Speculation in the press is this incident occurred recently in Nangarhar province which is the only part of Afghanistan where US forces are operating outside the wire. I don’t think that’s the case as it is very rare to have snow in Nangarhar province and the portions that do see some snow would by in the Spin Ghar mountains where there are not any good hard ball roads.

If I were to hazard a guess I would say that this film was made on the ring road between Kabul and Ghazni….probably in Wardak province. That would mean the tape was shot before 2014.

I have written dozens of times about the unnecessary deaths US and NATO forces inflicted on civilians due to their tendency to shoot up cars that come too close to their convoys. This force protection measure was an attempt to stop SVBIED’s; the vehicle variant of the suicide bomber phenomenon.  This post on the Raven 23 travesty contains several links to my previous posts on this topic.

The press always points to Raven 23 (the Nissor Square shootings) as the behavior of trigger happy contractors while studiously ignoring the hundreds if not thousands of examples of military convoys doing the exact same thing. Having had two vehicles shot out from under me, one by the British Army and one by the American Army (both incidents happened in Kabul) I am very touchy on this topic.

But what happened in all the examples I cite above and what you see in the video pasted above are two different things. The video depicts a gratuitous assault (and possibly a murder) on the part of an American serviceman. The problem is that there are anomalies in the video which are difficult to account for.

The weapon used in this shooting is an M4 Benelli tactical shotgun. That is a semiautomatic shotgun and when fired it should automatically eject the spent shell. In the video we see some gas escaping the barrel as it is apparently fired into the cab of an Afghan truck. What we don’t see is any recoil or the automatic extraction of the spent shotgun shell. That’s a little strange and I’m not able to explain why that happened.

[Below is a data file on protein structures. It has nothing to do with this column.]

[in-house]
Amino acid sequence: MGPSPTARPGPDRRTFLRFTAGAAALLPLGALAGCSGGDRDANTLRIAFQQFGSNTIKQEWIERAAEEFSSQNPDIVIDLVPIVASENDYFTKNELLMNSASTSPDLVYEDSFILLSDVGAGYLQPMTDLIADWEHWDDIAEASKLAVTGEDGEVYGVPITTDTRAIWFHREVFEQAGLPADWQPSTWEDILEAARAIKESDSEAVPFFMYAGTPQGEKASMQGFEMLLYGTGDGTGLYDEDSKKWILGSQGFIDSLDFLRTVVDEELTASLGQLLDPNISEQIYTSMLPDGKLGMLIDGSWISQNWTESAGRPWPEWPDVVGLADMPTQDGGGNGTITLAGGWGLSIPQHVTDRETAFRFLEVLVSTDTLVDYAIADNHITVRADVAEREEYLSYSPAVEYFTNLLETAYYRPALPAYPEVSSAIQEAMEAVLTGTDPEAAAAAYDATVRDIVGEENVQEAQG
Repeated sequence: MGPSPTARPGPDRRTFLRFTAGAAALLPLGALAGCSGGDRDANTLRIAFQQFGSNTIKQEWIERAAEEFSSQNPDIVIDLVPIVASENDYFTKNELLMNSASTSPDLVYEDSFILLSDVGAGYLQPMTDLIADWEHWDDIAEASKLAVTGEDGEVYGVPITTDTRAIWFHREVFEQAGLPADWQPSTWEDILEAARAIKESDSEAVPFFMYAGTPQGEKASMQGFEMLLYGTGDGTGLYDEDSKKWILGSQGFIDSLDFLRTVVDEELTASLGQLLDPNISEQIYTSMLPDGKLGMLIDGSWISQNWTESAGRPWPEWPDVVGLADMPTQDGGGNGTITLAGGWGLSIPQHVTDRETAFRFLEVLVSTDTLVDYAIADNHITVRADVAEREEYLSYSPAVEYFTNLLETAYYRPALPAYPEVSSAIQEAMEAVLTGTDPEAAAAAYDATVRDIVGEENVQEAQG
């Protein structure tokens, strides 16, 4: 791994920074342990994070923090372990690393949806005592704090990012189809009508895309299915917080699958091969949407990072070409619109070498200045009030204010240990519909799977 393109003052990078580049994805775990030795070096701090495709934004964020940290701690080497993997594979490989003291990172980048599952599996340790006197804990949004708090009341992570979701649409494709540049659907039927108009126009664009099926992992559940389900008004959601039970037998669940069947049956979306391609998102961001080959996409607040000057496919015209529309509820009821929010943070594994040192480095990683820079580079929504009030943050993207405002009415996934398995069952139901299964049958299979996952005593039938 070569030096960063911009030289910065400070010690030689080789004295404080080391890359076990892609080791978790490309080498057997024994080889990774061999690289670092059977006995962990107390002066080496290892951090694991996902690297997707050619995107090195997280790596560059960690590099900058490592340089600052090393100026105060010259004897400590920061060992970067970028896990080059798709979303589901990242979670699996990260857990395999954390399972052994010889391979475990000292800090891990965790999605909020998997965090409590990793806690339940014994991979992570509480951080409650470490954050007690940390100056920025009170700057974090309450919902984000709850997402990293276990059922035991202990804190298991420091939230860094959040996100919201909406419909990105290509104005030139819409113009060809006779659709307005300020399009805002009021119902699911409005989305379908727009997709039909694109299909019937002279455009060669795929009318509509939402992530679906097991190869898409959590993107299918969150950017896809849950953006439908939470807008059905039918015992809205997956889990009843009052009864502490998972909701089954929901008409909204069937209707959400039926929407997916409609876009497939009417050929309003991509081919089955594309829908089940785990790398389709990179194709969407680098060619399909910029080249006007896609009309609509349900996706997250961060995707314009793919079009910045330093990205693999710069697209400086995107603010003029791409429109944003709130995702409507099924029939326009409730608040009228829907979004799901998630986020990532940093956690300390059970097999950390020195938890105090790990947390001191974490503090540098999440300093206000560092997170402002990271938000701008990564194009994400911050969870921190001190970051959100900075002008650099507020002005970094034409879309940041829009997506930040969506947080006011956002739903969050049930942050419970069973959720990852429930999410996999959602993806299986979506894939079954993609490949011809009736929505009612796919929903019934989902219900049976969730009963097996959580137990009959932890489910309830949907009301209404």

It could be a non lethal round was fired at the Afghan driver which may account for the light recoil but I thought even non lethal rounds generated enough energy to cycle the action. I could be wrong but if that is the case then we are not witnessing a cold blooded murder but a really stupid assault on an innocent civilian. I hope that proves the be the case.  If that kid fired buck shot from the M4 he killed that driver. You can see where the round impacted on the drivers window; there is no question buck shot would have resulted in a fatal wound.

My problem with the force protection measures used by ISAF military units in Afghanistan was that they not only killed civilians but they were also poor tactics. The gunners in those incidents could not have identified a threat, oriented on it and put enough fire on those vehicles to be effective. It was an OODA loop issue. I also think the Blackwater guys involved in the Nissor Square shootings reacted with excessive force. My problem there was they were prosecuted for doing exactly what the military did in similar circumstances.

When you’re operating in Afghanistan or Iraq where the battlefield is full of non combatants sometimes you have to suck up incoming, hunker down and drive like hell to get off the X. It;’s not fun and I’ve done it often enough to know what a raw deal it is. But it is what it is; I would not shoot at random civilians anymore than I would shoot at ISAF soldiers who fired on me. It’s not a rational response or legal option.